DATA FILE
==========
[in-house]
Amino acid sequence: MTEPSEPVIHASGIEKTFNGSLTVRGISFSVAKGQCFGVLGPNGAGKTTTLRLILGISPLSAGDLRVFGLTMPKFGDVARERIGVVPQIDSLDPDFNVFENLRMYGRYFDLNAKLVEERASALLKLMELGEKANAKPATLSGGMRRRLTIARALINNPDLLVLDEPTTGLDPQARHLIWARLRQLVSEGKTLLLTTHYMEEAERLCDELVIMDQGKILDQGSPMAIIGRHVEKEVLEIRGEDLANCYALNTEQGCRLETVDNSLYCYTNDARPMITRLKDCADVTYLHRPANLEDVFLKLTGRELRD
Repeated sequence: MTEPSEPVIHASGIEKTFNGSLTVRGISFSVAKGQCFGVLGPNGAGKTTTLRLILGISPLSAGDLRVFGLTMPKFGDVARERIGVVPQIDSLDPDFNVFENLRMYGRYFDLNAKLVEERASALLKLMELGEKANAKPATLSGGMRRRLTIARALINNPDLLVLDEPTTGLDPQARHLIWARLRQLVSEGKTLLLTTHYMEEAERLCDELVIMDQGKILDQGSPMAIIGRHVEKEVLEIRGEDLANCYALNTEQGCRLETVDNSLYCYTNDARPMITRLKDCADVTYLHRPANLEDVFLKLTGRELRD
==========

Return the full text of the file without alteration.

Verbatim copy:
[in-house]
Amino acid sequence: MTEPSEPVIHASGIEKTFNGSLTVRGISFSVAKGQCFGVLGPNGAGKTTTLRLILGISPLSAGDLRVFGLTMPKFGDVARERIGVVPQIDSLDPDFNVFENLRMYGRYFDLNAKLVEERASALLKLMELGEKANAKPATLSGGMRRRLTIARALINNPDLLVLDEPTTGLDPQARHLIWARLRQLVSEGKTLLLTTHYMEEAERLCDELVIMDQGKILDQGSPMAIIGRHVEKEVLEIRGEDLANCYALNTEQGCRLETVDNSLYCYTNDARPMITRLKDCADVTYLHRPANLEDVFLKLTGRELRD
Repeated sequence: MTEPSEPVIHASGIEKTFNGSLTVRGISFSVAKGQCFGVLGPNGAGKTTTLRLILGISPLSAGDLRVFGLTMPKFGDVARERIGVVPQIDSLDPDFNVFENLRMYGRYFDLNAKLVEERASALLKLMELGEKANAKPATLSGGMRRRLTIARALINNPDLLVLDEPTTGLDPQARHLIWARLRQLVSEGKTLLLTTHYMEEAERLCDELVIMDQGKILDQGSPMAIIGRHVEKEVLEIRGEDLANCYALNTEQGCRLETVDNSLYCYTNDARPMITRLKDCADVTYLHRPANLEDVFLKLTGRELRD